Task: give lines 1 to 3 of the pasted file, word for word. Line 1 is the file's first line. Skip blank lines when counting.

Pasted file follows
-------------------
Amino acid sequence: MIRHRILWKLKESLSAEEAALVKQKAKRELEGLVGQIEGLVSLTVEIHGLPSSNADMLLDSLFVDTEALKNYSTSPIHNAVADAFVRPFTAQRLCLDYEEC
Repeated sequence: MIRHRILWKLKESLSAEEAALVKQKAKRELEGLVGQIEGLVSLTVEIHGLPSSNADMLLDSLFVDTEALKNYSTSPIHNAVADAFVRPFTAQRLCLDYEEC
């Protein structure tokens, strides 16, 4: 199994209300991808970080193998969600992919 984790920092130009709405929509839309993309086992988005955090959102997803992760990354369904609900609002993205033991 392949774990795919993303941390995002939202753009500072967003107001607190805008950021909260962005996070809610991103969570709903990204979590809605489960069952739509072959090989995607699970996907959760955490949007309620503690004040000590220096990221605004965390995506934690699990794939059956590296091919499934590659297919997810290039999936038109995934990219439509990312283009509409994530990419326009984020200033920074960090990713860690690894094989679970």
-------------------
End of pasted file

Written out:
Amino acid sequence: MIRHRILWKLKESLSAEEAALVKQKAKRELEGLVGQIEGLVSLTVEIHGLPSSNADMLLDSLFVDTEALKNYSTSPIHNAVADAFVRPFTAQRLCLDYEEC
Repeated sequence: MIRHRILWKLKESLSAEEAALVKQKAKRELEGLVGQIEGLVSLTVEIHGLPSSNADMLLDSLFVDTEALKNYSTSPIHNAVADAFVRPFTAQRLCLDYEEC
């Protein structure tokens, strides 16, 4: 199994209300991808970080193998969600992919 984790920092130009709405929509839309993309086992988005955090959102997803992760990354369904609900609002993205033991 392949774990795919993303941390995002939202753009500072967003107001607190805008950021909260962005996070809610991103969570709903990204979590809605489960069952739509072959090989995607699970996907959760955490949007309620503690004040000590220096990221605004965390995506934690699990794939059956590296091919499934590659297919997810290039999936038109995934990219439509990312283009509409994530990419326009984020200033920074960090990713860690690894094989679970």